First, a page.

The Patriot-News published my letter that questions whether teacher unions protect teachers.
Union lobbying to create an unsustainable pension program is directly connected to the Central Dauphin School Board’s decision to let go more than 70 teachers and raise property taxes by more than 3 percent. Sadly, that’s only the beginning of student, teacher and taxpayer pain.
Taxpayer contributions for school and state worker pensions will increase from $1.7 billion in 2011-12 to more than $6.1 billion in 2016-17 – a 257 percent increase. Next school year, the average homeowner will pay an additional $370 just for increases in required pension contributions.
Ultimately, the cause of this crisis is not an underfunding of education (education spending has doubled since 1995), but a failure of politicians to recognize they had surrendered to an unsustainable pension plan.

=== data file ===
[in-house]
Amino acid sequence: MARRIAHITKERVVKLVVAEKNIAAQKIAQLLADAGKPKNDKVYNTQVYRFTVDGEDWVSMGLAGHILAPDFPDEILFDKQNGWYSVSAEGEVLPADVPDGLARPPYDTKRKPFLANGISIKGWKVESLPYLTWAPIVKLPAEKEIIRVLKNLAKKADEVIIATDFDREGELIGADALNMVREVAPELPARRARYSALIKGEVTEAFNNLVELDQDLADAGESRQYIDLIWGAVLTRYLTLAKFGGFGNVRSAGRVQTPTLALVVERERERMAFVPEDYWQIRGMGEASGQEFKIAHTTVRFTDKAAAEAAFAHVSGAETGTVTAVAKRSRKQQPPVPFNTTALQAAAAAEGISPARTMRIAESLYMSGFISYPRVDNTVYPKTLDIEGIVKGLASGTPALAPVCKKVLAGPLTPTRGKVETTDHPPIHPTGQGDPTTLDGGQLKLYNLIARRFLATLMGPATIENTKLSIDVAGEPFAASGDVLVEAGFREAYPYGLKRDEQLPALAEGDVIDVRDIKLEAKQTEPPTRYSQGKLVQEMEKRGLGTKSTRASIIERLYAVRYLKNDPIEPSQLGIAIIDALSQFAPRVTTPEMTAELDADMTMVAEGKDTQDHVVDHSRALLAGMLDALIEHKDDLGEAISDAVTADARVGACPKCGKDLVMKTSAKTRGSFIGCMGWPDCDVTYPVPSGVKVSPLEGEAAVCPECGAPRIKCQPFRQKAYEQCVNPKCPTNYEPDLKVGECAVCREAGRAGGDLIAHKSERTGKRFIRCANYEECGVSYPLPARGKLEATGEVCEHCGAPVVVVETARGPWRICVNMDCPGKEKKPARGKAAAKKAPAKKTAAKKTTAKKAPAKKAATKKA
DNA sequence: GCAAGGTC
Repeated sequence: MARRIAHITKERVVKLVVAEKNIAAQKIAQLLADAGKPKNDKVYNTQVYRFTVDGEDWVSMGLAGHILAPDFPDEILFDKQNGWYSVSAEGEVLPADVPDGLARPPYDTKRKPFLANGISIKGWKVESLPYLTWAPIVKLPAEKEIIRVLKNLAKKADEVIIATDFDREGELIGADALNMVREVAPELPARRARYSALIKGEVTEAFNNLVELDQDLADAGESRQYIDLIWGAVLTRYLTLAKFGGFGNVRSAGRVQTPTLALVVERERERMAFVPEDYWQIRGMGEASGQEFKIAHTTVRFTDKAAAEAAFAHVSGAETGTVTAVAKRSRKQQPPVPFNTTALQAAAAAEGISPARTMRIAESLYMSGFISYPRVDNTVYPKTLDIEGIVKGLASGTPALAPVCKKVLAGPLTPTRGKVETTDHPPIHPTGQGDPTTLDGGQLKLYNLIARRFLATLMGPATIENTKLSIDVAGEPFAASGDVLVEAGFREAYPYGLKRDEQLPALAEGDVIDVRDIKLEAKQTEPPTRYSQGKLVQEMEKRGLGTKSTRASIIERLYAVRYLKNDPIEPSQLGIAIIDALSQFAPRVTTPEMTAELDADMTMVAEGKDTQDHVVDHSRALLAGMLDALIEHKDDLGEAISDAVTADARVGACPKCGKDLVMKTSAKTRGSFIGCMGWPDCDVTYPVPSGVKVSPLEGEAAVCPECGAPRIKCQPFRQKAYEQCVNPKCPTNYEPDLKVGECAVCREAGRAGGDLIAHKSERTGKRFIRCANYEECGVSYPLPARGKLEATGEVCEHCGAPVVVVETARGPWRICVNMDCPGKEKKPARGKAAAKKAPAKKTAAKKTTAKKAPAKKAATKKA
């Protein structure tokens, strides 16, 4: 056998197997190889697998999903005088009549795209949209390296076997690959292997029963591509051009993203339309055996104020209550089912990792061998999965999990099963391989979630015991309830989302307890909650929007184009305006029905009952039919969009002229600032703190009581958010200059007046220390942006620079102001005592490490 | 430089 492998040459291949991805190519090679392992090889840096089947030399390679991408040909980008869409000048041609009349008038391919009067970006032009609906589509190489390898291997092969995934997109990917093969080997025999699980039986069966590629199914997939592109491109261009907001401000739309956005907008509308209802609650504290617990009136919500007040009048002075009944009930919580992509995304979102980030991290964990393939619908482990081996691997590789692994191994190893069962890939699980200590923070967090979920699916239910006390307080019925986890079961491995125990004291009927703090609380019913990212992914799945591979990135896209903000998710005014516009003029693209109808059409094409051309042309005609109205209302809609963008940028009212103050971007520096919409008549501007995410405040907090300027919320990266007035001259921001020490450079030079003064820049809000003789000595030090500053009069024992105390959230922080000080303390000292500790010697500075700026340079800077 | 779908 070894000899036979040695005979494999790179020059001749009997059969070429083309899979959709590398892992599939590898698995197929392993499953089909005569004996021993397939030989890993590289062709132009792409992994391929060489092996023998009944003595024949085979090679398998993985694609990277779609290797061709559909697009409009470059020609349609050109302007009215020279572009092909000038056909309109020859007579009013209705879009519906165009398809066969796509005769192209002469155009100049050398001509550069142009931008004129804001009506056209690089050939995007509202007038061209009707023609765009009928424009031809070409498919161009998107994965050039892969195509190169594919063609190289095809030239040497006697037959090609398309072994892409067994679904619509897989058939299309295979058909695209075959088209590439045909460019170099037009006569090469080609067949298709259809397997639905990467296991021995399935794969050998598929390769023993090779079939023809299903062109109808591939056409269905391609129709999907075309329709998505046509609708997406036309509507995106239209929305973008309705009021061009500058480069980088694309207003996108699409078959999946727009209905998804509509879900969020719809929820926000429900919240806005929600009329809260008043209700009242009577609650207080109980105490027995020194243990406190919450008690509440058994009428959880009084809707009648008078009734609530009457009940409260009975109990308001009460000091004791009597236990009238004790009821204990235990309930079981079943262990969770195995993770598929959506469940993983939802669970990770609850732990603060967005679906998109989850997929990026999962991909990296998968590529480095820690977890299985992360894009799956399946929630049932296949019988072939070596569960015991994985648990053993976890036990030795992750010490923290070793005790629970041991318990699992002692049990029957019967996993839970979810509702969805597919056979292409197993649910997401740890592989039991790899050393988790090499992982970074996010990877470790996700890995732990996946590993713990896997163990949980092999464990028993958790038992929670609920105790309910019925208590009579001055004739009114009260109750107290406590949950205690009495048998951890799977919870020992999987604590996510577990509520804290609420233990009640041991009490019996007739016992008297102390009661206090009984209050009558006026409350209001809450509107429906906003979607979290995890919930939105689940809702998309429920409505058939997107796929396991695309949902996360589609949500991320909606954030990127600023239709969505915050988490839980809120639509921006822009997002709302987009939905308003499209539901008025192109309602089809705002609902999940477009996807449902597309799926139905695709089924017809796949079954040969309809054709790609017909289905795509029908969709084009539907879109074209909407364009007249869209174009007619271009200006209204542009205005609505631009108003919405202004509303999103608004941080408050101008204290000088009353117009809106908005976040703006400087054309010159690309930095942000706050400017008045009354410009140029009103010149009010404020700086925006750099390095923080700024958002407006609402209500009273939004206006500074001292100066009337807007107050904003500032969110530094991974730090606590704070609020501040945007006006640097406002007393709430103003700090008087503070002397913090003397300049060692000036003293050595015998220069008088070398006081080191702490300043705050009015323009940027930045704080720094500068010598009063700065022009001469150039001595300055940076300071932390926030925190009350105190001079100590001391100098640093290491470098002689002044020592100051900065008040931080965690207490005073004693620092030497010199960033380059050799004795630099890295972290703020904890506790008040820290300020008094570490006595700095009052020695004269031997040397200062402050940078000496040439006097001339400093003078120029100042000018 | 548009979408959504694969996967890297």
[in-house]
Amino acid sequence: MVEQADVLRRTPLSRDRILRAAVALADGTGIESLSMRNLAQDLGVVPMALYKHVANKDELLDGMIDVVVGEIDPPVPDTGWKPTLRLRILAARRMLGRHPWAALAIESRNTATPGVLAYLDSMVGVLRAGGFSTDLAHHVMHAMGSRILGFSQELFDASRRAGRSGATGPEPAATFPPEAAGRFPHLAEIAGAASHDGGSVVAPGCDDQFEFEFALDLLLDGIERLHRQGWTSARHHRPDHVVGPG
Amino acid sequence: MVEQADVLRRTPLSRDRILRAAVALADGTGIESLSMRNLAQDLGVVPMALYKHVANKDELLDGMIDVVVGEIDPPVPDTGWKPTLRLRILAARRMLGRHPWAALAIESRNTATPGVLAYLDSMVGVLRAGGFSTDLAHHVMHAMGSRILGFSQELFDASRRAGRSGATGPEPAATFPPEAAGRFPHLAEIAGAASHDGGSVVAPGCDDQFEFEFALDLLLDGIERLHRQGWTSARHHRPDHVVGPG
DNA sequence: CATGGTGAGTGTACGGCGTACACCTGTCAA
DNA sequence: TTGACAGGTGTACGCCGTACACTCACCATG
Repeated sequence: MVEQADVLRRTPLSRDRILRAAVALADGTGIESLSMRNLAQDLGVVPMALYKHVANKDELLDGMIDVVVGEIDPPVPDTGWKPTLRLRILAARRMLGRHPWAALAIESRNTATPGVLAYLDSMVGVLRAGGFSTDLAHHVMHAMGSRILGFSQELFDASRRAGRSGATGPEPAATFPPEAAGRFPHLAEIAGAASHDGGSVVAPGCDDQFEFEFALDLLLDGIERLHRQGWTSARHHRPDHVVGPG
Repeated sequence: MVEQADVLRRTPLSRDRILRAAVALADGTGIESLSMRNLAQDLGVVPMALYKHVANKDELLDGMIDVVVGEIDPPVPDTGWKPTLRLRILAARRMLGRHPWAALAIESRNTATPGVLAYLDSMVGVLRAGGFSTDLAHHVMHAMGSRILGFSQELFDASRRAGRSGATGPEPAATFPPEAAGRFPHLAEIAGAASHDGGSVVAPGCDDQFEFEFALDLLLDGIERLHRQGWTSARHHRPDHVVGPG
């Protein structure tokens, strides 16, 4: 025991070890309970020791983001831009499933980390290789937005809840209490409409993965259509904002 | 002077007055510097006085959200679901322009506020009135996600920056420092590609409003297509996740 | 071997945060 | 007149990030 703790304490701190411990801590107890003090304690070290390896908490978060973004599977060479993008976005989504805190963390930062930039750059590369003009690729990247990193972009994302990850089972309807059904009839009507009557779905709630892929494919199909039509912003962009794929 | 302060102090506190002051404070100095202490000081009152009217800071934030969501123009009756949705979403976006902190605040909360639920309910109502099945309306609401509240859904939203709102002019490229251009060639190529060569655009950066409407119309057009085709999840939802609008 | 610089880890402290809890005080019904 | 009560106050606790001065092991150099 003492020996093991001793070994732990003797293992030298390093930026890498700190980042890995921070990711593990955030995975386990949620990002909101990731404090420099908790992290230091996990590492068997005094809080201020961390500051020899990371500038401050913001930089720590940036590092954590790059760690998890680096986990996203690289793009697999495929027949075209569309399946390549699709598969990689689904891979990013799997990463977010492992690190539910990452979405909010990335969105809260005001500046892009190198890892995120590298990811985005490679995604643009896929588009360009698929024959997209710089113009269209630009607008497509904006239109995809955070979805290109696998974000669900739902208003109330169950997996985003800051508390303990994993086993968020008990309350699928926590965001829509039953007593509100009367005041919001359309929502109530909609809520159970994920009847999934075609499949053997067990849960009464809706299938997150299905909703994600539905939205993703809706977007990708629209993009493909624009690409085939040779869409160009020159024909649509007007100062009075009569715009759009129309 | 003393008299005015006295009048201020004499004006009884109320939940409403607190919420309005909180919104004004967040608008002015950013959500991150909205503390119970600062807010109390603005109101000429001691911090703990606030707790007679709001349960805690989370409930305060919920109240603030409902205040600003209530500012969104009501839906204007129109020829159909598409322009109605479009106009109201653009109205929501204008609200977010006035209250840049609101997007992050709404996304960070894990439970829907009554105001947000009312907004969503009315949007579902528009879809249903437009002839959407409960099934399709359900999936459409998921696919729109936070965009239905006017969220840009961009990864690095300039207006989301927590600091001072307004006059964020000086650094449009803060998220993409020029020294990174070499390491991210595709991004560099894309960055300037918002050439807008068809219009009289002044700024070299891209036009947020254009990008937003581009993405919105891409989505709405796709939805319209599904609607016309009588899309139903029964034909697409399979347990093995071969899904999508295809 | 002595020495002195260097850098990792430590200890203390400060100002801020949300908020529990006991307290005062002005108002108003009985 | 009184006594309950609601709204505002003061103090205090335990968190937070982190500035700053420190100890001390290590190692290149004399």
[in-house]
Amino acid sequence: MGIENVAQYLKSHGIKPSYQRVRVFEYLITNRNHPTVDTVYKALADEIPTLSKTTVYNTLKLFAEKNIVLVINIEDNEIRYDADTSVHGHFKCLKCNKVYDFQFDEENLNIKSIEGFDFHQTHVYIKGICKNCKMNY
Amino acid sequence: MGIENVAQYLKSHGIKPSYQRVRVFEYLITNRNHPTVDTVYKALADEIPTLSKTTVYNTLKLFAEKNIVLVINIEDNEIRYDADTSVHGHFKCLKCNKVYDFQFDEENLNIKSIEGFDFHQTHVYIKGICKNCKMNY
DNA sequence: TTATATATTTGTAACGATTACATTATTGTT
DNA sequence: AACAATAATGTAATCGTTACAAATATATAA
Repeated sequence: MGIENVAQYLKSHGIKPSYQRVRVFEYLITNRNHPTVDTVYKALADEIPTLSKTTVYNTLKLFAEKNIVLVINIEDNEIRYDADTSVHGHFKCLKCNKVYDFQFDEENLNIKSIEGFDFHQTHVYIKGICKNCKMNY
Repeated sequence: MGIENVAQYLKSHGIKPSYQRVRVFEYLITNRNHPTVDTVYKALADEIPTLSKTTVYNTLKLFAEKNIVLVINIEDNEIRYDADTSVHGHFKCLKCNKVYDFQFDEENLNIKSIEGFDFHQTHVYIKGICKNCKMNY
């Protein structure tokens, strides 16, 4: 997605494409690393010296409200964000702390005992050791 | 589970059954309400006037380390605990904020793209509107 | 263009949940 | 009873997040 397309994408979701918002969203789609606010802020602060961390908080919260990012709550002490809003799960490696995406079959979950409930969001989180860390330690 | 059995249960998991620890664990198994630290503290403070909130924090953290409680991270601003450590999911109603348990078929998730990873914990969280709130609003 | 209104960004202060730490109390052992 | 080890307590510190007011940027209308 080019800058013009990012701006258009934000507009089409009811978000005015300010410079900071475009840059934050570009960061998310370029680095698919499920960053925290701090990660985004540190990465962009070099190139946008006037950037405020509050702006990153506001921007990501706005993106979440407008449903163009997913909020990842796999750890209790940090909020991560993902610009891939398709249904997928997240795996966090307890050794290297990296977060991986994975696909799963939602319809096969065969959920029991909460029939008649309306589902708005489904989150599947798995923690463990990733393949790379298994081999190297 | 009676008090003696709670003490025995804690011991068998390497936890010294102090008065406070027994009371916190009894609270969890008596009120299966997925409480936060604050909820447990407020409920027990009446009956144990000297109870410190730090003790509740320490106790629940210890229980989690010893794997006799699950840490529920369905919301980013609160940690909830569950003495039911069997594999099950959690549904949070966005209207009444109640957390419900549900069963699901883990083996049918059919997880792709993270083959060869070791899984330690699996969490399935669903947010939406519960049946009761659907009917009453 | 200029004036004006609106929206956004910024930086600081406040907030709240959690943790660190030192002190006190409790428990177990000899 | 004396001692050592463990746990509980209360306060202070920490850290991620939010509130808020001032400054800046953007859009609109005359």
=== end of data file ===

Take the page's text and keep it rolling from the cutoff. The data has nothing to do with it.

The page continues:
The union that had intended to protect teachers contributed to this crisis that threatens thousands of jobs. The PSEA not only lobbied for increases in pension benefits, but also for the 2003 and 2010 legislation to delay pension payments. That bill is now coming due. Teachers at Central Dauphin should be upset with their union for not only creating the crisis, but refusing to protect jobs.
Given the choice between teacher layoffs and forgoing a 3.75 percent raise next year, the union opted for layoffs. This makes one wonder, who are teacher unions really protecting? It was never kids or taxpayers, and it sure doesn’t look like teachers, either.